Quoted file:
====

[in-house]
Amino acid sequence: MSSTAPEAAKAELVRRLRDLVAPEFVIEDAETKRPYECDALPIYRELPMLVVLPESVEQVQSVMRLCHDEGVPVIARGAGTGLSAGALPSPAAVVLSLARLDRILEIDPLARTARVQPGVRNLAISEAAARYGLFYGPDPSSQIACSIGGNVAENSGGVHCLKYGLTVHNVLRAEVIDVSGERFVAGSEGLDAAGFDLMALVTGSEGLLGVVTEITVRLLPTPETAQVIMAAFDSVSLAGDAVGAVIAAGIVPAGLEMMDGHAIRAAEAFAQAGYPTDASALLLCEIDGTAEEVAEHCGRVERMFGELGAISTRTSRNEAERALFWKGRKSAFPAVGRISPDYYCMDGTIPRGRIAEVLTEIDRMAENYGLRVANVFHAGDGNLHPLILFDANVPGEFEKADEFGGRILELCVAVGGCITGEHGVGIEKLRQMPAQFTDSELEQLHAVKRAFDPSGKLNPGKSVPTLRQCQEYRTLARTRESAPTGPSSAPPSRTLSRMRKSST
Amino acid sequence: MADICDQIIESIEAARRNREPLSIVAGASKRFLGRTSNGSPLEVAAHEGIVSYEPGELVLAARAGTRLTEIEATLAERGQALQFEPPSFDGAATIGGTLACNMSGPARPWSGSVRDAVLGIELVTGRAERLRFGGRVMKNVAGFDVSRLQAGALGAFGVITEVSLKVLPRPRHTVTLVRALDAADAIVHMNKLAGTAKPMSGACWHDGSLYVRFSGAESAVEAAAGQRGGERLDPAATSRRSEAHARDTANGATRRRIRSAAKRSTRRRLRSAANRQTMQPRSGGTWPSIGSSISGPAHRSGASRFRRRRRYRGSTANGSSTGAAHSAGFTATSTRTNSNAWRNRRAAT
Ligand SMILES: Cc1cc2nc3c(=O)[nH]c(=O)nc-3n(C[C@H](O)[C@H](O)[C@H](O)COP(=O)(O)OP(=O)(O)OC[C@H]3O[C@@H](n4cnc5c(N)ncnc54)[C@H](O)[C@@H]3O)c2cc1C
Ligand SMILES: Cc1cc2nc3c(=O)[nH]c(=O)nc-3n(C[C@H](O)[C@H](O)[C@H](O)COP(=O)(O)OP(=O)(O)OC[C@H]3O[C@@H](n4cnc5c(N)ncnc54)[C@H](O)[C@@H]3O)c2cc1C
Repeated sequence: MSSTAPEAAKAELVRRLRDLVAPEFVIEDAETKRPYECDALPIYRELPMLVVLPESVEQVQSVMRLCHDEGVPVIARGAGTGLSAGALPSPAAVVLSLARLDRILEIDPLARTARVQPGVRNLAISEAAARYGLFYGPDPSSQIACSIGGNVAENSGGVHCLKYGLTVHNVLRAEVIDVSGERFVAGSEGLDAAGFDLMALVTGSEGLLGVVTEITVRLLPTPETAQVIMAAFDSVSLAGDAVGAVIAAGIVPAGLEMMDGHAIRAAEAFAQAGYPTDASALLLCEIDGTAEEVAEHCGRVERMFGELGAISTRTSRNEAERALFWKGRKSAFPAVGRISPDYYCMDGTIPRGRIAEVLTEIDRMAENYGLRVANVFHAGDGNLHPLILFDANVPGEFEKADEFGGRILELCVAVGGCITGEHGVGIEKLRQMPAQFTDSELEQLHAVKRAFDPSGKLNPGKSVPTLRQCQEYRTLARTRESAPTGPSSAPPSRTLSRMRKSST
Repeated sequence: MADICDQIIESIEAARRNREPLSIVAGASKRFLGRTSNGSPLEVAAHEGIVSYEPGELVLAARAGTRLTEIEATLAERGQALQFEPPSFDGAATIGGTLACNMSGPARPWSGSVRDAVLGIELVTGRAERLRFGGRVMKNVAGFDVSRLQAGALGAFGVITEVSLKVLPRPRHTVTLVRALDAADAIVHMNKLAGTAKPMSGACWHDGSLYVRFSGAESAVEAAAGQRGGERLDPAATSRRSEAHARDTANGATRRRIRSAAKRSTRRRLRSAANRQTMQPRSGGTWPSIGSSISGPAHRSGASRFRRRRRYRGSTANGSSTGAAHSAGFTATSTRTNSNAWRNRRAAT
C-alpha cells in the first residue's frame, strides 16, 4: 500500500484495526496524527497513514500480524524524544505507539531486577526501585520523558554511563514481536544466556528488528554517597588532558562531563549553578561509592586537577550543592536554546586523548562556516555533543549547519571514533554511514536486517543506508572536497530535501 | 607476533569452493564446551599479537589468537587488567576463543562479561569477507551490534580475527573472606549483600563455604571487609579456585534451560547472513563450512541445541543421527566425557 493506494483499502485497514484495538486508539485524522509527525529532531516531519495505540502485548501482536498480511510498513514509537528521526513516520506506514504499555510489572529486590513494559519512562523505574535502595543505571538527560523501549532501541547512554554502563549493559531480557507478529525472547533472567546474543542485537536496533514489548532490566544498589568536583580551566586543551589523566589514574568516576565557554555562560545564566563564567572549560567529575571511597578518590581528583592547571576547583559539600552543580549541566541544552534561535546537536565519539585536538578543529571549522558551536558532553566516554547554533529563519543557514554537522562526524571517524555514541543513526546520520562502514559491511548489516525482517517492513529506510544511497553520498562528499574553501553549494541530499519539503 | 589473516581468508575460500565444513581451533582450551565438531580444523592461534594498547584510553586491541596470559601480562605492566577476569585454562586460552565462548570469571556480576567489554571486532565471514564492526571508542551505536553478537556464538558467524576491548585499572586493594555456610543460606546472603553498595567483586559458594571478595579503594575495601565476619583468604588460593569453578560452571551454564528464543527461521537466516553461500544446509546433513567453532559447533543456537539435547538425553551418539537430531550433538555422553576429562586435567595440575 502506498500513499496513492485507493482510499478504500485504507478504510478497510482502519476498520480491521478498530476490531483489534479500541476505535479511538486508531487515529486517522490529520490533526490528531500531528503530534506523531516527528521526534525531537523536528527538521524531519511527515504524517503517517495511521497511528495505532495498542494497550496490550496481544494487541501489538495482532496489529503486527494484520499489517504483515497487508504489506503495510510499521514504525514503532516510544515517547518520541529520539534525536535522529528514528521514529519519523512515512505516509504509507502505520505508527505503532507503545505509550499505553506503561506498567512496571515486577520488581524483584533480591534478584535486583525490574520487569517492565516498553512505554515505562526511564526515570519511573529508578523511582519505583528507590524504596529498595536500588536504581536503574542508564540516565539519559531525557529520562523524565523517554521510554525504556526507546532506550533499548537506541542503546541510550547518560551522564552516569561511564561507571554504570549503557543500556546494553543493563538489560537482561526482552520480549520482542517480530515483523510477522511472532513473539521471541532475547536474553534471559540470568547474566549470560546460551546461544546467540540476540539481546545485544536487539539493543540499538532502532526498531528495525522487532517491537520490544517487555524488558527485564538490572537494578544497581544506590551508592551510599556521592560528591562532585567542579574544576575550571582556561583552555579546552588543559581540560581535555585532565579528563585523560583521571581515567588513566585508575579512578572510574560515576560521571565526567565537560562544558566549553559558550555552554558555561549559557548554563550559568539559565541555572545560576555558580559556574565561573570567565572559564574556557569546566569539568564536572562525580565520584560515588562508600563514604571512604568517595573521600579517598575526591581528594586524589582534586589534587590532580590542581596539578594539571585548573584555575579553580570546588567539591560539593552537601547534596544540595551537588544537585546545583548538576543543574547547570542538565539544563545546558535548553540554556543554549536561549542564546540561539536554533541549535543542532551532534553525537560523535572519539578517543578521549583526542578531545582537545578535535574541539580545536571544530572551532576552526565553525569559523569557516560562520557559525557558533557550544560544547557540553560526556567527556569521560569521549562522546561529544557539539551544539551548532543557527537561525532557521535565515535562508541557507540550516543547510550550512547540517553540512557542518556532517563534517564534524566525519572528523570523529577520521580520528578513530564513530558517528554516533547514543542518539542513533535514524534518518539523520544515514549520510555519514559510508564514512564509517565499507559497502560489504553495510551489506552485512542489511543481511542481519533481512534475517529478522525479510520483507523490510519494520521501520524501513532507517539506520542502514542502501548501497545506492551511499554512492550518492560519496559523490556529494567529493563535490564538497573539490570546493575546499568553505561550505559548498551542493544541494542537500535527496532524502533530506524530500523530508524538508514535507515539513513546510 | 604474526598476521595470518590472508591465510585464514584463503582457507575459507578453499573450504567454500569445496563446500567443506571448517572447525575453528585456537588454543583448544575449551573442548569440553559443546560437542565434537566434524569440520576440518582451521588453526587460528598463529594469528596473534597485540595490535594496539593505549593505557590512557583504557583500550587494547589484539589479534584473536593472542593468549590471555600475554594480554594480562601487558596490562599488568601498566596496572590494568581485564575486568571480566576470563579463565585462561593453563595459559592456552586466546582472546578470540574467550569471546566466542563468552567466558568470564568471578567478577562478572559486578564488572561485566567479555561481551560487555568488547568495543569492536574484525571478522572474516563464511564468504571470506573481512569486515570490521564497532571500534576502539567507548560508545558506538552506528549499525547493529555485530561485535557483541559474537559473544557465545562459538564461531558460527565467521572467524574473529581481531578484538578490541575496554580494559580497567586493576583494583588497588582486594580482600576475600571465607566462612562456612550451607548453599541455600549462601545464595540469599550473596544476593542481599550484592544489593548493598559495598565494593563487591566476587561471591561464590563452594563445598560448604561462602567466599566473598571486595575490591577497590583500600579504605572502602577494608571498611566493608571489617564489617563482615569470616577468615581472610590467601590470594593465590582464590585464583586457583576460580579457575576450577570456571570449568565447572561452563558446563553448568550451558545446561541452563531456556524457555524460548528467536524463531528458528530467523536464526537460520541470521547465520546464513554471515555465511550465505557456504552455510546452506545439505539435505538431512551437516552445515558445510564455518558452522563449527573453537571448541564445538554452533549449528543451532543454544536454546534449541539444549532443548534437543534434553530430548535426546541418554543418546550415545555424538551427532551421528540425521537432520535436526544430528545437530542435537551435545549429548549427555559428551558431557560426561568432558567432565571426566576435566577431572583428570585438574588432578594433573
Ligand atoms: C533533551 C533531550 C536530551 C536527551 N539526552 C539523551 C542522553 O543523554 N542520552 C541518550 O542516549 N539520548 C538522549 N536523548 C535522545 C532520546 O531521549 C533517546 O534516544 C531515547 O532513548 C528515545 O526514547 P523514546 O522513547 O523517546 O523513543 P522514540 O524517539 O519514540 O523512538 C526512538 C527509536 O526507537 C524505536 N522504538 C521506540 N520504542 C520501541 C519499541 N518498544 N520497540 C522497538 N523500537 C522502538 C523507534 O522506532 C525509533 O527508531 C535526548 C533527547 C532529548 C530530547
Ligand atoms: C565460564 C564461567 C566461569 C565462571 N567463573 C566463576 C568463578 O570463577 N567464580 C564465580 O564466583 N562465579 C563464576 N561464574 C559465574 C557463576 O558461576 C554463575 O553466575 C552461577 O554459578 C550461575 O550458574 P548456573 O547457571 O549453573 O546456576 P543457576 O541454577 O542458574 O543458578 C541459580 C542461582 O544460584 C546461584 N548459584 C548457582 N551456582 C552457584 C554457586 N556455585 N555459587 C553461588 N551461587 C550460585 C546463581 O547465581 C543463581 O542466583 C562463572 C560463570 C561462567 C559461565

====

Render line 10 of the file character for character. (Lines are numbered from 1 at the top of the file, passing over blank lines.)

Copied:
Ligand atoms: C565460564 C564461567 C566461569 C565462571 N567463573 C566463576 C568463578 O570463577 N567464580 C564465580 O564466583 N562465579 C563464576 N561464574 C559465574 C557463576 O558461576 C554463575 O553466575 C552461577 O554459578 C550461575 O550458574 P548456573 O547457571 O549453573 O546456576 P543457576 O541454577 O542458574 O543458578 C541459580 C542461582 O544460584 C546461584 N548459584 C548457582 N551456582 C552457584 C554457586 N556455585 N555459587 C553461588 N551461587 C550460585 C546463581 O547465581 C543463581 O542466583 C562463572 C560463570 C561462567 C559461565